"Welcome!"

Translation:Szívesen!

November 3, 2016

6 Comments


https://www.duolingo.com/Kathy1942

I thought szivesen would be said as ' you're welcome ' after someone thanks you.

November 3, 2016

https://www.duolingo.com/vvsey

Some people like to omit "You're'. All that's left is "Welcome".

November 3, 2016

https://www.duolingo.com/Joeintheory

Possibly; of course I cannot speak for all English speakers, but welcome is not a usual response to thank you in any English I have ever heard. I think it is more likely a mistranslation.

You're welcome isn't as popular anymore, but instead things like: no problem, no worries, cheers - not omitting the you're

November 4, 2016

https://www.duolingo.com/vvsey

Yes, it definitely looks like a mistranslation, especially with the exclamation mark at the end. But I have heard it without "you are". Maybe the speaker had actually said (or thought) it, only the sound waves never made it outside their head.

The correct translation for "Welcome!" would be
"Isten hozott (téged/titeket)"
"Isten hozta (Önt/Önöket)"
The words in parentheses are usually not added. This greeting literally means "God brought you".
And, interestingly, it is usually used with the locative:
"Isten hozott BudapestEN", and not "BudapestRE".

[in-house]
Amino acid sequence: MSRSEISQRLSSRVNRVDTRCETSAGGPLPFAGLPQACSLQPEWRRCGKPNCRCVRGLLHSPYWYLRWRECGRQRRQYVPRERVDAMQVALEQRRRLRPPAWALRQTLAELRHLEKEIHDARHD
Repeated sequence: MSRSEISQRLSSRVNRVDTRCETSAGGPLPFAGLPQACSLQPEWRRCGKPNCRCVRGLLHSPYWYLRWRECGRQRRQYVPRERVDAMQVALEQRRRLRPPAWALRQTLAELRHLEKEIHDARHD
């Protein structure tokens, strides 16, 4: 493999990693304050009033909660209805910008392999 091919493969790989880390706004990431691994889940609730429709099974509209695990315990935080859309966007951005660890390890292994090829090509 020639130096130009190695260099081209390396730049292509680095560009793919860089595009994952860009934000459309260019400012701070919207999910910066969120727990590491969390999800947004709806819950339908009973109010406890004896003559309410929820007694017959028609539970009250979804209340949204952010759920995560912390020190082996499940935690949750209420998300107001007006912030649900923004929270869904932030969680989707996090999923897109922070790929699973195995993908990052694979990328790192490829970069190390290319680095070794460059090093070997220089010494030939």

November 4, 2016

https://www.duolingo.com/Joeintheory

I definitely believe you! With maybe 2 billion speakers, that some say welcome in response to thank you is not a surprise.

There is no equivalent of the Académie française to determine Standard English, but the problem is bigger than that. Since it is so usual in Europe and India (as examples) to use English as a "shared" language, among people who don't speak the same native language...who is to say their usage is "bad"? If it is consistent and understood by everyone?

November 4, 2016

https://www.duolingo.com/vvsey

Yes, absolutely, the most widely used language is also the most abused. Other languages must protect themselves (Hungarian is also ruled by an Academy, and there are most probably many others), English simply absorbs everything.

November 4, 2016
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